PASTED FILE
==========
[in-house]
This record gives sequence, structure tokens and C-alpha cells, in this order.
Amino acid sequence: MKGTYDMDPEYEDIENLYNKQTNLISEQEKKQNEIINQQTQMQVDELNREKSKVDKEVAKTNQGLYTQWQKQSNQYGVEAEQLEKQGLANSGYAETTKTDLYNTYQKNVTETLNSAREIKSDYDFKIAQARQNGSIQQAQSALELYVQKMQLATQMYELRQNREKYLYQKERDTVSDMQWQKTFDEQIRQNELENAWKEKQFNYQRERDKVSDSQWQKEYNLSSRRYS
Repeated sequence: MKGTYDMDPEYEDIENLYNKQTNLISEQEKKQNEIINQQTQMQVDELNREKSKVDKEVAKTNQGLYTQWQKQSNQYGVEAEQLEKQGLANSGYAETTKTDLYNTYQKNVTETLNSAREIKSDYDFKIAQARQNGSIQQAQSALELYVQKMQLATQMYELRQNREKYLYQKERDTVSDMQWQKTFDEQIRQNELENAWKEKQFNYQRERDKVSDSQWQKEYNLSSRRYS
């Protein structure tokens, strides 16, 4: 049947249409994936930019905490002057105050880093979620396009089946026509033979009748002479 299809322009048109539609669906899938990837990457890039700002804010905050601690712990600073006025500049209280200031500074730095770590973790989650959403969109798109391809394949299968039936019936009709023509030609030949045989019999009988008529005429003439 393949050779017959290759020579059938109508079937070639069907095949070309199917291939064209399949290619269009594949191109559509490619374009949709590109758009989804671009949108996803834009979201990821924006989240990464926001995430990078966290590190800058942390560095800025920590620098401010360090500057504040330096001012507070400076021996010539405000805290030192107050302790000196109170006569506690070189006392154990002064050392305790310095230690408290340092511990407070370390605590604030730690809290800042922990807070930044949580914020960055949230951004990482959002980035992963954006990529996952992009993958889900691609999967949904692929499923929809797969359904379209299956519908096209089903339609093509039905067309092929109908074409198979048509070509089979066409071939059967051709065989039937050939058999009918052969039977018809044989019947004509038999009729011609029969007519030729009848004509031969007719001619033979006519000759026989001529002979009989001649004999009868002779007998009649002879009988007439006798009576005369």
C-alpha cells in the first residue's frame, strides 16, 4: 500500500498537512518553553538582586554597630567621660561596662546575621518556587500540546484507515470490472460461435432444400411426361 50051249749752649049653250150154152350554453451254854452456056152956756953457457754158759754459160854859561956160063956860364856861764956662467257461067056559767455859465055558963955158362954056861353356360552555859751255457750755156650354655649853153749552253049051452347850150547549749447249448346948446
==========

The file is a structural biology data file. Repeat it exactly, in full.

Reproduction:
[in-house]
This record gives sequence, structure tokens and C-alpha cells, in this order.
Amino acid sequence: MKGTYDMDPEYEDIENLYNKQTNLISEQEKKQNEIINQQTQMQVDELNREKSKVDKEVAKTNQGLYTQWQKQSNQYGVEAEQLEKQGLANSGYAETTKTDLYNTYQKNVTETLNSAREIKSDYDFKIAQARQNGSIQQAQSALELYVQKMQLATQMYELRQNREKYLYQKERDTVSDMQWQKTFDEQIRQNELENAWKEKQFNYQRERDKVSDSQWQKEYNLSSRRYS
Repeated sequence: MKGTYDMDPEYEDIENLYNKQTNLISEQEKKQNEIINQQTQMQVDELNREKSKVDKEVAKTNQGLYTQWQKQSNQYGVEAEQLEKQGLANSGYAETTKTDLYNTYQKNVTETLNSAREIKSDYDFKIAQARQNGSIQQAQSALELYVQKMQLATQMYELRQNREKYLYQKERDTVSDMQWQKTFDEQIRQNELENAWKEKQFNYQRERDKVSDSQWQKEYNLSSRRYS
């Protein structure tokens, strides 16, 4: 049947249409994936930019905490002057105050880093979620396009089946026509033979009748002479 299809322009048109539609669906899938990837990457890039700002804010905050601690712990600073006025500049209280200031500074730095770590973790989650959403969109798109391809394949299968039936019936009709023509030609030949045989019999009988008529005429003439 393949050779017959290759020579059938109508079937070639069907095949070309199917291939064209399949290619269009594949191109559509490619374009949709590109758009989804671009949108996803834009979201990821924006989240990464926001995430990078966290590190800058942390560095800025920590620098401010360090500057504040330096001012507070400076021996010539405000805290030192107050302790000196109170006569506690070189006392154990002064050392305790310095230690408290340092511990407070370390605590604030730690809290800042922990807070930044949580914020960055949230951004990482959002980035992963954006990529996952992009993958889900691609999967949904692929499923929809797969359904379209299956519908096209089903339609093509039905067309092929109908074409198979048509070509089979066409071939059967051709065989039937050939058999009918052969039977018809044989019947004509038999009729011609029969007519030729009848004509031969007719001619033979006519000759026989001529002979009989001649004999009868002779007998009649002879009988007439006798009576005369």
C-alpha cells in the first residue's frame, strides 16, 4: 500500500498537512518553553538582586554597630567621660561596662546575621518556587500540546484507515470490472460461435432444400411426361 50051249749752649049653250150154152350554453451254854452456056152956756953457457754158759754459160854859561956160063956860364856861764956662467257461067056559767455859465055558963955158362954056861353356360552555859751255457750755156650354655649853153749552253049051452347850150547549749447249448346948446